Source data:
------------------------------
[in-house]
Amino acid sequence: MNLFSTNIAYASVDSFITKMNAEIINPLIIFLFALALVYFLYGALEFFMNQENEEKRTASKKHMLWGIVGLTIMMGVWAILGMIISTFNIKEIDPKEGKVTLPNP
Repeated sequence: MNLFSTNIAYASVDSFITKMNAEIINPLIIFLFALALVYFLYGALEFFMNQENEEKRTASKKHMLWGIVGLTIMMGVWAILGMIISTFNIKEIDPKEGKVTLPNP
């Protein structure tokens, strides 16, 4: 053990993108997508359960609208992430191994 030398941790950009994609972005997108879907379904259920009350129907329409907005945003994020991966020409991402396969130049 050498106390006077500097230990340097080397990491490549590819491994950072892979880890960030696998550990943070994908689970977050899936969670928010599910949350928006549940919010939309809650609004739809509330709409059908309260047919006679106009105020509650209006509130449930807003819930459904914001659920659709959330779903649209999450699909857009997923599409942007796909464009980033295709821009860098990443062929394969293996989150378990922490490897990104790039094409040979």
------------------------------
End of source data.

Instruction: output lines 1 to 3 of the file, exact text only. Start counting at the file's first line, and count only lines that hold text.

[in-house]
Amino acid sequence: MNLFSTNIAYASVDSFITKMNAEIINPLIIFLFALALVYFLYGALEFFMNQENEEKRTASKKHMLWGIVGLTIMMGVWAILGMIISTFNIKEIDPKEGKVTLPNP
Repeated sequence: MNLFSTNIAYASVDSFITKMNAEIINPLIIFLFALALVYFLYGALEFFMNQENEEKRTASKKHMLWGIVGLTIMMGVWAILGMIISTFNIKEIDPKEGKVTLPNP